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Sunday, October 24, 2021

Letters to the Editor

Perspectives on national security in New Gambia

Dear editor,

The rising trend of personal and communal insecurities around the country, in this regime of an open society in New Gambia more so now, in a local government election year is a matter of concern.


One year ago we changed from a presidential dictatorship to a government based on pluralistic democracy. In the science of government (Vicky Wicki) governments have a number of effects on citizens, by far, the most important of which is their militancy. As we consolidate democracy however, we would be getting closer as a nation of peoples. We would vote in elections in protest of issues and situations, but we would not rise up against the country. Together, we would protect our new found democracy and secure our collective future.

In practice democracy creates open societies and by nature open societies affect the environment of personal and collective securities in ways different than under a presidential dictatorship. In New Gambia citizens are going to take advantage of the new climate of freedoms, liberties and avenues for redress that are dispensed in the public space. The tendency to bypass the law will be higher in society, the task of national security is coordinated by government but in the end sustaining it is everybody’s business as persons, businesses, civic associations and members of local communities.


I believe that presently government will deploy every means available to maximize the state of national security. And in a strategic move, the office of the national security adviser is currently engaging partners and stakeholders in security sector reforms that should form the basis of a comprehensive national policy framework. This anticipated national security policy framework, proposed in the national development plan 2018-2021, is the first ever of its kind in the policy history of the Gambia, since independence.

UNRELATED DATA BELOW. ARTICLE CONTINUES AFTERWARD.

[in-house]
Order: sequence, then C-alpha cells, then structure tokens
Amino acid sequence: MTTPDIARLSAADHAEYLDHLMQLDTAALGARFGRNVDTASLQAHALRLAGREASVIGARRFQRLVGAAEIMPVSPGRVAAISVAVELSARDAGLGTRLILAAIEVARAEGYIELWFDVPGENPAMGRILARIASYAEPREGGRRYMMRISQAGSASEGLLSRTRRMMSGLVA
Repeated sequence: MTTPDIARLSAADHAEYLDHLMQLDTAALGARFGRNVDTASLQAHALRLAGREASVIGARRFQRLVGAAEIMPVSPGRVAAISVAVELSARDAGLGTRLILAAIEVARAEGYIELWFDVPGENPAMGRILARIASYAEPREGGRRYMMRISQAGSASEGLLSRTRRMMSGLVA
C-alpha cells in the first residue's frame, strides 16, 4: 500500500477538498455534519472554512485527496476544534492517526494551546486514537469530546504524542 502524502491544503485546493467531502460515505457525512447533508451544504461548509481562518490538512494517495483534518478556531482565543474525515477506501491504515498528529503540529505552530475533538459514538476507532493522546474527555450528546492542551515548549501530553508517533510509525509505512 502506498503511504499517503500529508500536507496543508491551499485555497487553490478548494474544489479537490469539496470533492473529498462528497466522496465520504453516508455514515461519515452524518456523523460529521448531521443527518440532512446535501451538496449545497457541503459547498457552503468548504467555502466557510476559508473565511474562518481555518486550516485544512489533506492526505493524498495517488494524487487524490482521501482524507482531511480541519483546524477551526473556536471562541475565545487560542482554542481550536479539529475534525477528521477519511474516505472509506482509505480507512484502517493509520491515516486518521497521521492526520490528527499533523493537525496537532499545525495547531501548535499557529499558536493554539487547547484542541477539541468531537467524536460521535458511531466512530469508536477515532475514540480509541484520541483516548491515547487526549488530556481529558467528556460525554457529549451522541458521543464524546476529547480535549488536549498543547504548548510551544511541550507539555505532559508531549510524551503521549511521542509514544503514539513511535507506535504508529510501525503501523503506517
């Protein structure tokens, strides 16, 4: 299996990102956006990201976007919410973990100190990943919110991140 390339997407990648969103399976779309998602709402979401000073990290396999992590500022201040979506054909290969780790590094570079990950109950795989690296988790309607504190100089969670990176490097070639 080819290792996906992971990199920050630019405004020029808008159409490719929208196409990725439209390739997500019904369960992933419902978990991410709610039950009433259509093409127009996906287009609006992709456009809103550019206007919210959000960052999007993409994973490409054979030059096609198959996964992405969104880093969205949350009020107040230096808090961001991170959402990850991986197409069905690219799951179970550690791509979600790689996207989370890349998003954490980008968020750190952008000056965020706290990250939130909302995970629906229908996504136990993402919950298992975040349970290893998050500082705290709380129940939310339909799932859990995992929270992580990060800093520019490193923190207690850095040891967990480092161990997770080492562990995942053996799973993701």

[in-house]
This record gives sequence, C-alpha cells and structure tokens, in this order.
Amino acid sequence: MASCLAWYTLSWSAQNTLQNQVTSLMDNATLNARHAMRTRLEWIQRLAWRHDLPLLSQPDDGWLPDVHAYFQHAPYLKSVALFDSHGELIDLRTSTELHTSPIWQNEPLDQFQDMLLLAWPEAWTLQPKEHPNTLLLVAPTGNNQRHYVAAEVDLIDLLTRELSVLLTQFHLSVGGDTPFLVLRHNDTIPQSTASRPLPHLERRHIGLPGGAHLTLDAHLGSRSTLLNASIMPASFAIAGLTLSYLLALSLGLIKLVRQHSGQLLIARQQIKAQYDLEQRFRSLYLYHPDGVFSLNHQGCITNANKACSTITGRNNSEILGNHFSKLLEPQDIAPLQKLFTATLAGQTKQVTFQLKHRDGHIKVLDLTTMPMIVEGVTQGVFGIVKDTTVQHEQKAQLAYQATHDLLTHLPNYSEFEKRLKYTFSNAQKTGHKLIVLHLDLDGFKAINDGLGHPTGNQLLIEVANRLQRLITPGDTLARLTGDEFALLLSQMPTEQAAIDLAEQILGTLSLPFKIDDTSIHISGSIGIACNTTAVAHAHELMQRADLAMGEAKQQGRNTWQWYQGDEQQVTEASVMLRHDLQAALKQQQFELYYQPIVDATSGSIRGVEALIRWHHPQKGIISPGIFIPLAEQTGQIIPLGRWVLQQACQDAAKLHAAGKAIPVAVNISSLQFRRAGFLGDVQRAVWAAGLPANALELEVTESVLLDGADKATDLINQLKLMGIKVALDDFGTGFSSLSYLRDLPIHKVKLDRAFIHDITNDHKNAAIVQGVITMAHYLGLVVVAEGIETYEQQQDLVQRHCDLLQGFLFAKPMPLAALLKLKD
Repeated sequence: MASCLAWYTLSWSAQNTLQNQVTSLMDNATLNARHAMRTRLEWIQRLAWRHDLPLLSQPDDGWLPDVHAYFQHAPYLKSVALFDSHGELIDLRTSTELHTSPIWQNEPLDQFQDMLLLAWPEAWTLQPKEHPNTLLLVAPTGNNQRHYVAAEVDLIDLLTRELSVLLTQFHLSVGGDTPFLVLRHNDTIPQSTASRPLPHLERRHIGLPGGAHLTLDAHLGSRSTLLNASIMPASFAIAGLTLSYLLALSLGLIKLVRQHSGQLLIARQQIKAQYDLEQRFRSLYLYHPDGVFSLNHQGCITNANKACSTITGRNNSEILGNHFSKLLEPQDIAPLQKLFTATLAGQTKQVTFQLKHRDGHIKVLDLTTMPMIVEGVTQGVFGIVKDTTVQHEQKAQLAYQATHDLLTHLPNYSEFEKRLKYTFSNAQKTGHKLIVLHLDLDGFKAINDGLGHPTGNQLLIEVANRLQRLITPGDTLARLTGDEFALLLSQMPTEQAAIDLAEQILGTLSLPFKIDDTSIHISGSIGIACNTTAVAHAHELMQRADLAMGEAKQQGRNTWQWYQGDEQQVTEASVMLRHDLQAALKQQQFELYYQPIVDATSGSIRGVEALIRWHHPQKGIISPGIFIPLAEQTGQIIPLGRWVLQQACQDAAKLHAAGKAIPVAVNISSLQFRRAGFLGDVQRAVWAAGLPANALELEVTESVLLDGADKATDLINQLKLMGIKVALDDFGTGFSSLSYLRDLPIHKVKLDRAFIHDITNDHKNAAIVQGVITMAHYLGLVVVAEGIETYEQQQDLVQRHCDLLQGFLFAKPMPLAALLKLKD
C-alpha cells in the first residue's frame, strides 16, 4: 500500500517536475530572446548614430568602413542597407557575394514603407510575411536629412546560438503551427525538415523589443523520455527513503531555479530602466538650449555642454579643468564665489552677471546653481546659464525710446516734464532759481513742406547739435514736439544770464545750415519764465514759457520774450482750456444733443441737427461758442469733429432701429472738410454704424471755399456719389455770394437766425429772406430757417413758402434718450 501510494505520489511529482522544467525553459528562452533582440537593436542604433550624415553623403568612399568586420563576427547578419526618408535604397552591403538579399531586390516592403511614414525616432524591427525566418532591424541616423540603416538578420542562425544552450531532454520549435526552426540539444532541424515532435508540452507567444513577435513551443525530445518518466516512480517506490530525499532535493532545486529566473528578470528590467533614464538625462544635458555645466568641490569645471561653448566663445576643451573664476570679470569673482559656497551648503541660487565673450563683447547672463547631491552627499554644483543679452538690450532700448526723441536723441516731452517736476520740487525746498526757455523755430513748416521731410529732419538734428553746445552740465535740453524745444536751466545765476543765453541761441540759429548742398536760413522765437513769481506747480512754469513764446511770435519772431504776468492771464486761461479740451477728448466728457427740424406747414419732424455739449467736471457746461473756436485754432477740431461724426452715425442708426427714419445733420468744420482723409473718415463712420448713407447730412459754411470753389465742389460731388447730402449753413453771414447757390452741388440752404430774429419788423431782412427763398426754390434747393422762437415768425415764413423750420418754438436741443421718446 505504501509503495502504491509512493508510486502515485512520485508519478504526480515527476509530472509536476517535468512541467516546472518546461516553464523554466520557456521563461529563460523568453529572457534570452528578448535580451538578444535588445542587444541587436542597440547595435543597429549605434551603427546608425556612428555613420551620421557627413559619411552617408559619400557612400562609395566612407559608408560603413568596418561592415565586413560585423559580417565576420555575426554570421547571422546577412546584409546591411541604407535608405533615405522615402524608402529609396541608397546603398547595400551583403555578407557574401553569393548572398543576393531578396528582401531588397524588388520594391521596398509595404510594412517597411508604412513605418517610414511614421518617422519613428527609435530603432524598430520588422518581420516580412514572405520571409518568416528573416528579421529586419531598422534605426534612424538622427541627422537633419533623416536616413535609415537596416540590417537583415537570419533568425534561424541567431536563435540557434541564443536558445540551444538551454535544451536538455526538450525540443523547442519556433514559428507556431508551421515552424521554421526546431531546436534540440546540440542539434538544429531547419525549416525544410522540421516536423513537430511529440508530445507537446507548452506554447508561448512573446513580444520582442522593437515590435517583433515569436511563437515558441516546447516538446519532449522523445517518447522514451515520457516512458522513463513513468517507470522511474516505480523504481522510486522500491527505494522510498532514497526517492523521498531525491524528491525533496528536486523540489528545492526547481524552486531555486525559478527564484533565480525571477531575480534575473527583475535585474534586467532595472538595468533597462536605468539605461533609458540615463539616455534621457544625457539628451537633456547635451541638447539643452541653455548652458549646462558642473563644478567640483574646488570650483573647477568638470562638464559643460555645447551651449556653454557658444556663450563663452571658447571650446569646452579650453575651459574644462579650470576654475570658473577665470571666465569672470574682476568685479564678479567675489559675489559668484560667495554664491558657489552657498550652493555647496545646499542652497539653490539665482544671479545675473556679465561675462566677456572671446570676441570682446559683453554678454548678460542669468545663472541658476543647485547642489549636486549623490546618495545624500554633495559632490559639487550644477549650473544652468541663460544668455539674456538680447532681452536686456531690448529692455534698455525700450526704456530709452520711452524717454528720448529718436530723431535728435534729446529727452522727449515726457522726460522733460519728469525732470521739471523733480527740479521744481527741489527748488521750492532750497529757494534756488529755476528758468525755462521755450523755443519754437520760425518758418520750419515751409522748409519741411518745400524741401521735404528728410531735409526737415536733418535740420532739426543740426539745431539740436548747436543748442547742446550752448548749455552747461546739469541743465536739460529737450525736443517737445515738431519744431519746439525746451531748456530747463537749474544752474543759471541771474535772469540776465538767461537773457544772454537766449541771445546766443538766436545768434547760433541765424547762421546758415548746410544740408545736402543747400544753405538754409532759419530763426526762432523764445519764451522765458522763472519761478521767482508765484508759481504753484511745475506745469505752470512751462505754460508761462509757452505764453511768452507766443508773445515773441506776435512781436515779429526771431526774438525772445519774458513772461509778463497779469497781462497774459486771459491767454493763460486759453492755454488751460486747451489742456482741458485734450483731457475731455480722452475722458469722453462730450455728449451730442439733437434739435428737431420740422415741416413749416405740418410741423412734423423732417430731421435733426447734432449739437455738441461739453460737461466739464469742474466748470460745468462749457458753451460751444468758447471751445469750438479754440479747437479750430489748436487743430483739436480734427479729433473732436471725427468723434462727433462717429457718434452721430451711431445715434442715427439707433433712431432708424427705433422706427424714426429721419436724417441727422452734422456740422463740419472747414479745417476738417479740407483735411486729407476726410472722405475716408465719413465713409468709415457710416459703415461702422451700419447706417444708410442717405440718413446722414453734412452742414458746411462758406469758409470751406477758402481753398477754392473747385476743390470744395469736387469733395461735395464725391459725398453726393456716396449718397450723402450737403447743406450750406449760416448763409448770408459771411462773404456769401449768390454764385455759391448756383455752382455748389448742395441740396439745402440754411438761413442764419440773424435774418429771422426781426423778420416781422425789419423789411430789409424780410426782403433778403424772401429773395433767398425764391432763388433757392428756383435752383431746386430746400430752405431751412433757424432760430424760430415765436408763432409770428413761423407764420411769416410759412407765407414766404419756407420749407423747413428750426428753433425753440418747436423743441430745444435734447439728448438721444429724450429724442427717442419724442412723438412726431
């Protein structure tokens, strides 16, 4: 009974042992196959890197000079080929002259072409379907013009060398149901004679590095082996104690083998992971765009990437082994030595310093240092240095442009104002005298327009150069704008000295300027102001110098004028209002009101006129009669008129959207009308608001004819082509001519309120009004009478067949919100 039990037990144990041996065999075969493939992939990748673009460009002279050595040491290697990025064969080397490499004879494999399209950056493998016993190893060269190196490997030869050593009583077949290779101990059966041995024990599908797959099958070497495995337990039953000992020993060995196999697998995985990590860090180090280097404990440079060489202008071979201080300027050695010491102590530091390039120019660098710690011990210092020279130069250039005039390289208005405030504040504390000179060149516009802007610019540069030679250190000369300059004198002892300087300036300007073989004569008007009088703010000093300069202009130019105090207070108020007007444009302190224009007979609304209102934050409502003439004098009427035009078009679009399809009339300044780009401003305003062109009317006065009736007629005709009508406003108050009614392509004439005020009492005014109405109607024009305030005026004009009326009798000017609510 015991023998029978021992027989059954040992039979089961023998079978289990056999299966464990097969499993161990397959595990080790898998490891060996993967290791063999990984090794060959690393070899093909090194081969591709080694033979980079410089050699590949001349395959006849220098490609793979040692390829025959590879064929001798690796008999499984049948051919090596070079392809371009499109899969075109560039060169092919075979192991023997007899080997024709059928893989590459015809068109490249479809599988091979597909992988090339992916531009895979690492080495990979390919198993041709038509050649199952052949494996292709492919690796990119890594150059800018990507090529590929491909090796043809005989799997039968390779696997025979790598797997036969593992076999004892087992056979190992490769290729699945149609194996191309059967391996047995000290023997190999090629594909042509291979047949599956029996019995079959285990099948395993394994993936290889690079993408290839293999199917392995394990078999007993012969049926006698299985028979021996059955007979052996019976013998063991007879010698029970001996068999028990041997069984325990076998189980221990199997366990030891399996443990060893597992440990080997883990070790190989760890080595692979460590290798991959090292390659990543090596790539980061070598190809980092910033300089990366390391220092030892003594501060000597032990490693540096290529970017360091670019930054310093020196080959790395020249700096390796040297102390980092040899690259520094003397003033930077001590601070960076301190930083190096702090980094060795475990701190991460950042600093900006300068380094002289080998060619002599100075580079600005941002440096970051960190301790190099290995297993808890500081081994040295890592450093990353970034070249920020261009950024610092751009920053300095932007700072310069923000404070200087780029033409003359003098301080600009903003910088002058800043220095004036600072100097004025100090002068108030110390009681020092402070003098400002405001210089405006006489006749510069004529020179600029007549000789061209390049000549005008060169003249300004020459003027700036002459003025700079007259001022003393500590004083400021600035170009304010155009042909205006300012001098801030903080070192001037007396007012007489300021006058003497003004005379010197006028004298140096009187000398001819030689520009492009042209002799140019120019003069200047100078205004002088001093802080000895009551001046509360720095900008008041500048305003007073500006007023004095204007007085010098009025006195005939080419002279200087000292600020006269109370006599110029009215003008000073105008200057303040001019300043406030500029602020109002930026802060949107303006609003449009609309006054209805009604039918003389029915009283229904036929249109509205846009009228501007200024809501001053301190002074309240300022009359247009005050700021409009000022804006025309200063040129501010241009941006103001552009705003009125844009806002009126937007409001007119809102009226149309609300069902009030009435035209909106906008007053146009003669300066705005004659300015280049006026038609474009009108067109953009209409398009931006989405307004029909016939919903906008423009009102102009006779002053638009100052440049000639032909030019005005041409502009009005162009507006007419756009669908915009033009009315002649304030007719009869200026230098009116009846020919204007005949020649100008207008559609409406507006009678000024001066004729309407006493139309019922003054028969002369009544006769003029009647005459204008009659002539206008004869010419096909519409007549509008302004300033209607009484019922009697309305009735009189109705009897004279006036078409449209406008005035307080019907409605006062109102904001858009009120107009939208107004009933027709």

To strengthen this initiative, and in support of the global need for the protection of national economies in this interconnected world, I think the international community should pay close attention to the risk that the country may slide back into the kind of chaotic presidential dictatorship it came from. Our international partners in globalization in particular must allow our public institutions, civil society organizations/NGOs and businesses available expertise and technology in security planning and management and support government and independent cooperation efforts in international advocacy and networking for world peace and security.

Kemo Conteh
Deputy coordinator, GNTT

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